• Poster
    Fall Meeting of the Materials Research Society, December 1-5, 2003, Boston, USA

Publ.-Id: 5957

Comparison of Kinetic MC Simulations and EFSTEM Observations of Phase Separation in Si Implanted Thin SiO2 Films

Müller, T.; Heinig, K.-H.; Bonafos, C.; Coffin, H.; Ben Assayag, G.; Schamm, S.; Zanchi, G.; Claverie, A.; Colliex, C.; Tencé, C.

Studies on the ion beam synthesis of narrow Si nanocrystal (NC) layers in thin SiO2 films are presented. Very low-energy Si+ implantation into gate oxides for MOS transistors followed by thermal annealing allows for the fabrication of novel Si NC floating gate based non-volatile charge storage devices.
Small and isolated Si NCs at high density are required to obtain a large threshold voltage shift of the memory transistor. However, former work shows that the characterization of the Si NCs embedded in SiO2 by conventional Transmission Electron Microscopy (TEM) is difficult. It requires careful con-siderations and special imaging conditions [1] due to the weak contrast be-tween Si and SiO2 .
In this contribution, Energy Filtered Scanning Transmission Electron Micros-copy (EFSTEM) investigations on the morphology of phase separated Si in SiO2 are presented, which overcome the contrast limitations of the conven-tional TEM. Furthermore, a comparison of the observed Si pattern with pre-dictions of kinetic lattice Monte Carlo (MC) simulations [2] is performed. The Si precipitates were synthesized by 1 keV Si+ implantation into 10 nm thick SiO2 and by furnace annealing in N2 (or N2 + O2). Varying fluences from 5E15 to 2E16 Si+ cm-2 were used in order to adjust the Si excess in the SiO2. For these conditions, dynamical binary collision simulations (TRIDYN) of high-fluence implantation were combined with kinetic Monte Carlo simula-tions of NC formation by phase separations. For low Si excess, NCs are pre-dicted to form by nucleation, growth and Ostwald ripening. On the other hand, at high Si excess, phase separation proceeds via spinodal decomposition, were elongated NCs are found in our computer experiment. At even higher flu-ences, structural percolation occurs and a random connected Si mesh forms. Thus, the morphology of the phase separated Si changes with increasing ion fluence from isolated, spherical NCs to percolated structures as observed by EFSTEM. The pattern of the phase separated Si predicted by kinetic Monte Carlo simulations and observed by Electron Microscopy agree remarkably well.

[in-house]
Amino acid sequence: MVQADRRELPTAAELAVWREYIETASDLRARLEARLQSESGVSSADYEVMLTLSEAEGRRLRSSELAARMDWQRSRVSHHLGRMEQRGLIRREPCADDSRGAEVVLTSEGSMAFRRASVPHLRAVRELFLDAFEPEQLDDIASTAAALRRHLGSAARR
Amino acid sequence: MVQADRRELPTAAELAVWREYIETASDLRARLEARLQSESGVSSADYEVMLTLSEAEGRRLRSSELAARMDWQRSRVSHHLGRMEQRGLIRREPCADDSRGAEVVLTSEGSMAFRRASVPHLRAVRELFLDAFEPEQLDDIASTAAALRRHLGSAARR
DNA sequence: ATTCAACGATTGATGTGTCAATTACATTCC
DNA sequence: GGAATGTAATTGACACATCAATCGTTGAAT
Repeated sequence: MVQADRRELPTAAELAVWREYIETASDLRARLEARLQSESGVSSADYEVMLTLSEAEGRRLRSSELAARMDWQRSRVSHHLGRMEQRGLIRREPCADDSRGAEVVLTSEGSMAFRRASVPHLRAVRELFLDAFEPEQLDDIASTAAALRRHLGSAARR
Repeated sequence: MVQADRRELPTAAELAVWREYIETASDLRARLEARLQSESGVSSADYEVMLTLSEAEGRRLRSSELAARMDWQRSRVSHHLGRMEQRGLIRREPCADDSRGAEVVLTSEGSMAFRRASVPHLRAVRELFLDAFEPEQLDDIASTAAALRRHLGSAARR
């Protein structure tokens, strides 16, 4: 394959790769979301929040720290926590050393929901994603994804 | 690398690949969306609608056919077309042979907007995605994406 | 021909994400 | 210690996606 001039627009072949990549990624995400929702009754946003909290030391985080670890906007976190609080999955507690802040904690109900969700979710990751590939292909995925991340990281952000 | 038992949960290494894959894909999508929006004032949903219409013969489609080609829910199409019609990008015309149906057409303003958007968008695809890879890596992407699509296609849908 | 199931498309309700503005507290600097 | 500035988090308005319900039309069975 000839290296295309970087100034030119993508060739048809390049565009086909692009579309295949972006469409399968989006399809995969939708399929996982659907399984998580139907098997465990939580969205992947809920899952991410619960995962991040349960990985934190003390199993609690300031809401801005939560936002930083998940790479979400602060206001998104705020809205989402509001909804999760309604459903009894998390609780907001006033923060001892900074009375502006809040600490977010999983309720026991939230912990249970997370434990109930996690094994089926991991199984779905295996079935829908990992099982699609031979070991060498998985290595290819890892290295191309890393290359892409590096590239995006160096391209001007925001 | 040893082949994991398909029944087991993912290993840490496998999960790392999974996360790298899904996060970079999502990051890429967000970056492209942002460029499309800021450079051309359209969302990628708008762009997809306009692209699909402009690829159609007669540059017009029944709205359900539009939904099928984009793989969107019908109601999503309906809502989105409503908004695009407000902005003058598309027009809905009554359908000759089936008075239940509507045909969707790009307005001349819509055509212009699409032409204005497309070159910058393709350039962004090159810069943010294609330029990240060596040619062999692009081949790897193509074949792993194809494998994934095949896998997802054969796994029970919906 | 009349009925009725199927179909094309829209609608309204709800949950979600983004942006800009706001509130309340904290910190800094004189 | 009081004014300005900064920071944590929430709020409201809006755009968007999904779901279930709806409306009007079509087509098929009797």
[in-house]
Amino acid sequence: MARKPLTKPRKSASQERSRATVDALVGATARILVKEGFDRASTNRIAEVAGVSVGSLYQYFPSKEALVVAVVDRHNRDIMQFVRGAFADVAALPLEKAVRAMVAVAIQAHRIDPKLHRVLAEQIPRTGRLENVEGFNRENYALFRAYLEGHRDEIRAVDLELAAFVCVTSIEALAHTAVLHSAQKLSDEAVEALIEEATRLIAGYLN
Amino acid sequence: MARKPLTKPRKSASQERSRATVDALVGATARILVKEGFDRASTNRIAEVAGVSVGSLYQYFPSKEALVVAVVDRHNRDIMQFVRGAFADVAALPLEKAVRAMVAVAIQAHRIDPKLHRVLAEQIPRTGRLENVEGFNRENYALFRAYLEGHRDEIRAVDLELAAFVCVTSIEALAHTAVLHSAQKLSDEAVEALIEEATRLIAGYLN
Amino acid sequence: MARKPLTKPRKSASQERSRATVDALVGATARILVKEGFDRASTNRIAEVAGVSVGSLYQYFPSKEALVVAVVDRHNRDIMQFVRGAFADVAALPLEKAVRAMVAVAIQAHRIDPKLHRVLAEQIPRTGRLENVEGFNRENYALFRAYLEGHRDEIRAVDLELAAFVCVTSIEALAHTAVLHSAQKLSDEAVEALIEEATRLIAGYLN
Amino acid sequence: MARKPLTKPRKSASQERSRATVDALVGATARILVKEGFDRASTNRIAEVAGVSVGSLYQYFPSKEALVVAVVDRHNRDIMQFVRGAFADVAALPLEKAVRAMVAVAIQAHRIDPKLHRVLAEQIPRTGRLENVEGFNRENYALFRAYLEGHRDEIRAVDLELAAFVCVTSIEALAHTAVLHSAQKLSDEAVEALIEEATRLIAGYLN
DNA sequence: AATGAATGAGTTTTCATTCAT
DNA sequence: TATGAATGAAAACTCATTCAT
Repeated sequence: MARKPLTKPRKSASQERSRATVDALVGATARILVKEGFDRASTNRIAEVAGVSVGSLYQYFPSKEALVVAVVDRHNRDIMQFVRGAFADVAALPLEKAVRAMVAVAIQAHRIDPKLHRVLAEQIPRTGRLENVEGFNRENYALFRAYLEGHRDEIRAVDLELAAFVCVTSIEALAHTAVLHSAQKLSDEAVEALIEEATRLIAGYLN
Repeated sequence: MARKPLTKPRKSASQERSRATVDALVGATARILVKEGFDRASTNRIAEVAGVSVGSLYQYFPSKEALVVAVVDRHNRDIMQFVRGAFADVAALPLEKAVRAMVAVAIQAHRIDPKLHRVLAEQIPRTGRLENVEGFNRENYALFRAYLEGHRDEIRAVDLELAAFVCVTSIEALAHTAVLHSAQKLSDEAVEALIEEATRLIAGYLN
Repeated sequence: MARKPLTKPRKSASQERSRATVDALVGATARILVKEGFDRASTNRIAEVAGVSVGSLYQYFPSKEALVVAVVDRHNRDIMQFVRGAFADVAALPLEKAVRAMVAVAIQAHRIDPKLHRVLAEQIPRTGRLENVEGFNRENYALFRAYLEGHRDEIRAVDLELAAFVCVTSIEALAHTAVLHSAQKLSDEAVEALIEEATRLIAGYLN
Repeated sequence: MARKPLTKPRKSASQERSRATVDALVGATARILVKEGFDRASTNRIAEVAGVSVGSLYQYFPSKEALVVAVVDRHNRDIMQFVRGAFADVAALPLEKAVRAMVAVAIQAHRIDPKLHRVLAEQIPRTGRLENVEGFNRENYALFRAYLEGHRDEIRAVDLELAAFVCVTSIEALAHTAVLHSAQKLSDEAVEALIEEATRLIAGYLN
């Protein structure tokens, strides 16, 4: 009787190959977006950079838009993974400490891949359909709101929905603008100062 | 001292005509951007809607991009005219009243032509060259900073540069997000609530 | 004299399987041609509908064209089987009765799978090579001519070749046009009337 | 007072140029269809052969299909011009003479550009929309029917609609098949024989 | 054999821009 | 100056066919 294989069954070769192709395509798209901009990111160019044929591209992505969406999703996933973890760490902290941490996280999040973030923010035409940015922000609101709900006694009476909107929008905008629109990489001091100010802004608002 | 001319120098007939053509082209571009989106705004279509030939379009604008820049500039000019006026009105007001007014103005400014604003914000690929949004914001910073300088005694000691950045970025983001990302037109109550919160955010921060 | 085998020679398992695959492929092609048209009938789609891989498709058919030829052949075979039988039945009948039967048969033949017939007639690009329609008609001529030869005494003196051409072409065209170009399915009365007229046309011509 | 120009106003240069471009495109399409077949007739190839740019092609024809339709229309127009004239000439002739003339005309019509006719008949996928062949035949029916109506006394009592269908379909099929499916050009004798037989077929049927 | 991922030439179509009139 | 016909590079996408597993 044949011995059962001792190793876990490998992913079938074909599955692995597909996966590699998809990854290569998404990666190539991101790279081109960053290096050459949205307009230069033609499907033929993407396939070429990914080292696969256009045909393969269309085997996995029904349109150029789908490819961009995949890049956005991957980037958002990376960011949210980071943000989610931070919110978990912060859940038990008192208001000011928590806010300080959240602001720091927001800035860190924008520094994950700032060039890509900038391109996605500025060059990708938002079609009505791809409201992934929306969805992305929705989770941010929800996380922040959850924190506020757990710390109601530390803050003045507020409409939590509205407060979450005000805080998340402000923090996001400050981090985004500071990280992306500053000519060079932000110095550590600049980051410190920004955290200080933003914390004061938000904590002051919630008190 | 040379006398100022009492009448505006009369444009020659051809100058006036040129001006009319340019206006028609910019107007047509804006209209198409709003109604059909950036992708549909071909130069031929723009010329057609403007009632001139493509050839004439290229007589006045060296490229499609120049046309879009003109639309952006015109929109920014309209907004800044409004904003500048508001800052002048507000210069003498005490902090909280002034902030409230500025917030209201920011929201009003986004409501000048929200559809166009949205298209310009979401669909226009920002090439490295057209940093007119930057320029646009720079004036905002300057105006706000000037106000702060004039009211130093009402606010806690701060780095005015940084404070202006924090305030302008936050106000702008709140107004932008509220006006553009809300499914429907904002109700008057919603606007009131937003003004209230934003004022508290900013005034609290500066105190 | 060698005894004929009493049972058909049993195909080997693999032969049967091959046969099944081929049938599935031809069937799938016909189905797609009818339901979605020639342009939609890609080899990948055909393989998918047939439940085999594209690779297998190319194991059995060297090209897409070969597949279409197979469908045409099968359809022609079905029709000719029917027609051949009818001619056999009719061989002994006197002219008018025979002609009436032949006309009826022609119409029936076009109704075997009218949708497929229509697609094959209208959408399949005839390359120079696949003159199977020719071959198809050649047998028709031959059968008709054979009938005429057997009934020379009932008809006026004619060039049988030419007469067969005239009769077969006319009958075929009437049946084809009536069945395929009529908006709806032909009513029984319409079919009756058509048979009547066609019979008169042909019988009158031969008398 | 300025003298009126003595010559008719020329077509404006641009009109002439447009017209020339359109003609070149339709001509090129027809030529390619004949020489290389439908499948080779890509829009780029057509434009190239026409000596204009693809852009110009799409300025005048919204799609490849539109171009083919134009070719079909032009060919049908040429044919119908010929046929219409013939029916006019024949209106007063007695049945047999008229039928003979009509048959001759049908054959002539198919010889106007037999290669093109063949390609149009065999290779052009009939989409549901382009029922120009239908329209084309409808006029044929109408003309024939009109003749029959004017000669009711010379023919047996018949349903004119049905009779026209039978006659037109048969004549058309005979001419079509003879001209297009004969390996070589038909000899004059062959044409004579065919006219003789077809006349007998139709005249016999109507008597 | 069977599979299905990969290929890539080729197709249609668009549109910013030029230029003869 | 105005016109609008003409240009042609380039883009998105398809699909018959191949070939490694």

• Lecture (Conference)
    Fall Meeting of the Matrials Research Society 2003, December 1-5, Boston, USA

Publ.-Id: 5955

Range and mixing distributions of low-energy carbon ions as a base for subplantation growth models